You can call her old.
You can call her a tramp (or a more profane version of one).
But don't call her over.
"And one more thing," the queen of pop said Monday night in Toronto. "You don't have to call me Esther."
The one and only Madonna, who in the middle of her sold-out "Re-Invention Tour," which kicked off a three-show run Sunday night in the Air Canada Centre that concludes tonight, was referring, of course, to the Biblical name she's adopted since taking to that mystical sect of religion known as Kabbalah.
Since adopting the ancient philosophy as the guiding light in her home and professional lives (around the time she had her first child, daughter Lourdes, 7), Madonna -- Madge, M, Esther, whatever suits your fancy -- has implemented a holy grail of so-called "re-inventions."
She no longer drinks normal water, she downs Rabbi-annointed Kabbalah water (at $2.65 a liter). She also doesn't perform on Friday nights anymore -- you know, the sabbath.
But there's no re-invention more startling, more illustrious, than the one that has been her career. Since Day One, more than 20 years ago, everything within success' reach has been imbued with alteration, satirization and, in true Madonna fashion, stylization.
When she first entered the scene with 1982's "Everybody," she was playing herself: A rough, fishnet-wearing New York dancer with no where to go but up. Over the years, she transformed herself into a cross-bearing virgin (not that anyone believed her), a sexually overt feminist (those dark "Sex" book years), a Japanese geisha, and most recently, happily wedded mother of two.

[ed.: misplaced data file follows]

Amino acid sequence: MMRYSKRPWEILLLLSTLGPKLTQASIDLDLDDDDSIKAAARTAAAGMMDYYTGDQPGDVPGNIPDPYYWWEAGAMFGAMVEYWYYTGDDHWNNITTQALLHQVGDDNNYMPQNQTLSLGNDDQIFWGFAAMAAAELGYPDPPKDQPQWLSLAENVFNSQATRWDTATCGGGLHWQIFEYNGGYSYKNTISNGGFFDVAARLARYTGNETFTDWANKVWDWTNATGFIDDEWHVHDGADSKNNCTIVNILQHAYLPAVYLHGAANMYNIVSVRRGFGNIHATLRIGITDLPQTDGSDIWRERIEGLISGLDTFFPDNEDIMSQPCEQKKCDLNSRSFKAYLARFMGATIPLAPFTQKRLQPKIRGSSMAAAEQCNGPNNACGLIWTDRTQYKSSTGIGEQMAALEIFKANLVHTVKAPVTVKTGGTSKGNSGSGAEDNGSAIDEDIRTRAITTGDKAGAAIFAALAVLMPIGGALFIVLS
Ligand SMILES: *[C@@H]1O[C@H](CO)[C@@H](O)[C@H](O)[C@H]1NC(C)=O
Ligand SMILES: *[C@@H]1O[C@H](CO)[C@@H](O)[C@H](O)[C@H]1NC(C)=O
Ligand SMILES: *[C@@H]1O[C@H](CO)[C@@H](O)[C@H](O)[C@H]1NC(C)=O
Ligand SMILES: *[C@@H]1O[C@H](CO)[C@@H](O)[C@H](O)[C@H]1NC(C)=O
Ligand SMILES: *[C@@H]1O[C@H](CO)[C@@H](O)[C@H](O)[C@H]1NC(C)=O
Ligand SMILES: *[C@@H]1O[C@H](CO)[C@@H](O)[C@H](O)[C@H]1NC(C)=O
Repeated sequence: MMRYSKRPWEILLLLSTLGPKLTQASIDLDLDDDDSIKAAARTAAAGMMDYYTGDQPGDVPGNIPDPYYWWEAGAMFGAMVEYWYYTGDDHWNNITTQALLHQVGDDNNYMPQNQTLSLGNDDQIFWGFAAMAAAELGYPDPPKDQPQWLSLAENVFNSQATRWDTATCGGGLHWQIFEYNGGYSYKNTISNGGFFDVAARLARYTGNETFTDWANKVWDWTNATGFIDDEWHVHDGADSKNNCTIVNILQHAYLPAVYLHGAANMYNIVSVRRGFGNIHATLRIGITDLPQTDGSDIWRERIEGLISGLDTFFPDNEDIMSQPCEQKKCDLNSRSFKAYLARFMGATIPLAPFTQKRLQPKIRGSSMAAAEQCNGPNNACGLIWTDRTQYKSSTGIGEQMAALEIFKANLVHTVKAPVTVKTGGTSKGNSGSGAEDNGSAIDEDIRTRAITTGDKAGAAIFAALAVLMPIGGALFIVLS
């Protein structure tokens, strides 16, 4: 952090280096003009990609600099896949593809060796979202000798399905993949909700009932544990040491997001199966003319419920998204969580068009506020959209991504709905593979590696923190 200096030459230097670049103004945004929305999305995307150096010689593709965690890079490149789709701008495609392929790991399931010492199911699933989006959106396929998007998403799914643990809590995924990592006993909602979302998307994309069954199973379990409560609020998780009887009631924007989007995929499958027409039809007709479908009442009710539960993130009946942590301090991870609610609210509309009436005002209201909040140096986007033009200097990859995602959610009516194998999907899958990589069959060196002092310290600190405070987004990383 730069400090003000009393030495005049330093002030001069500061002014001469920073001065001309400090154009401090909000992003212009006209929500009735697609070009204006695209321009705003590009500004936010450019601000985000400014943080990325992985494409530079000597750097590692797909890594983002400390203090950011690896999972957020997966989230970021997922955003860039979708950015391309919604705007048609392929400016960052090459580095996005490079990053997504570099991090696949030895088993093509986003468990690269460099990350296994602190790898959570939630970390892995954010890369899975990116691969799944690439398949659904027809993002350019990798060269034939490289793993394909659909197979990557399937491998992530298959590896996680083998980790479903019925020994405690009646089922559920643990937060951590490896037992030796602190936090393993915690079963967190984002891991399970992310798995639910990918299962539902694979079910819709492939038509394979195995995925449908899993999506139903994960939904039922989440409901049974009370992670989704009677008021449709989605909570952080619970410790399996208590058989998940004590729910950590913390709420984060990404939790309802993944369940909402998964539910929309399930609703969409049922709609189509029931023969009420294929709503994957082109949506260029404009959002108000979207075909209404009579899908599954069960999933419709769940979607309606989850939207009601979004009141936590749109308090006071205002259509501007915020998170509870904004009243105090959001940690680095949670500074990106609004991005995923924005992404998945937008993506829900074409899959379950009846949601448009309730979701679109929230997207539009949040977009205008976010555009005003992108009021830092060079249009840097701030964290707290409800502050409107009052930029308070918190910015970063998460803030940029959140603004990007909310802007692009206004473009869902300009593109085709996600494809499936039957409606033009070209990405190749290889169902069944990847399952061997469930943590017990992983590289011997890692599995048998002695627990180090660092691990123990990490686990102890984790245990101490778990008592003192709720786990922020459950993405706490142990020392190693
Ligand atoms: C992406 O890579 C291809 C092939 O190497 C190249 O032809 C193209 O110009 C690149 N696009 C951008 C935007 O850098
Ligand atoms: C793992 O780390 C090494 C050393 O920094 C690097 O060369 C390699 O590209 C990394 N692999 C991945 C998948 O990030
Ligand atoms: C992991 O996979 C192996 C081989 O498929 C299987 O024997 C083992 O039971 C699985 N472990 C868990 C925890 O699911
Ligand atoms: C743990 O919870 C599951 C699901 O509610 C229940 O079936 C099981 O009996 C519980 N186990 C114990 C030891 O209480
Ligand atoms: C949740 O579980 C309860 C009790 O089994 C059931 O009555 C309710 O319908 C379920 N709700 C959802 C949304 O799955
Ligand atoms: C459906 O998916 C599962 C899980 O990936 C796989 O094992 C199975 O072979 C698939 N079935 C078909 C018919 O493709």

Every step of the way, her music and its visual representations have transformed from one packaged product to the next, helping to keep her afloat in a vastly changing pop music industry.
But its her '80s hits that keep fans happy, and it looks like she's been paying attention. All of the megahits from her first decade are including in her current show -- "Vogue," "Express Yourself," "Into the Groove," "Papa Don't Preach," even "Material Girl." And so is much of her latest release, 2003's "American Life," an album not nearly as incoherent and disconnected as critics wanted it to be.
But new material is not the same as old material recycled. Relatively little of her career-spanning set list is altered in any way, which makes the re-invention premise a little silly. There are no more new arrangements in "The Re-Invention Tour" than there were on her previous tours.
"Deeper and Deeper," a disco dance hit from 1992's "Erotica," and 1985's "Into the Groove," get the biggest shakeups. The former is transformed into a silky jazz-land swing number, while the latter gets a workout on the bagpipes.
A perennial tour favorite, "Holiday" is now a tribal drum dance, "Material Girl" is loaded with heavy electric guitar, and "Express Yourself," packaged alongside "American Life" in a military-themed segment, is a gun-toting march.
Some work, some don't. Do we really need to sit through a rehashed studio version of "Frozen," which already got a thrilling interpretation on her last tour, 2001's "Drowned World Tour"? Nope.
There's a "but" coming, can you tell?
But . . . Madonna's "Re-Invention" is still the best performance of any rock, pop, metal or other hybrid artist that's out there. As much as she thinks her career and music need retooling, it isn't the Madonna of yesterday -- or even today -- that need revisiting.
We know her history; we know it well.
It's the Madonna of tomorrow that she should be concerned with, that we should all be panting for. It's time to start inventing the wheel again, like we know she can.
I have faith in her. We know she does.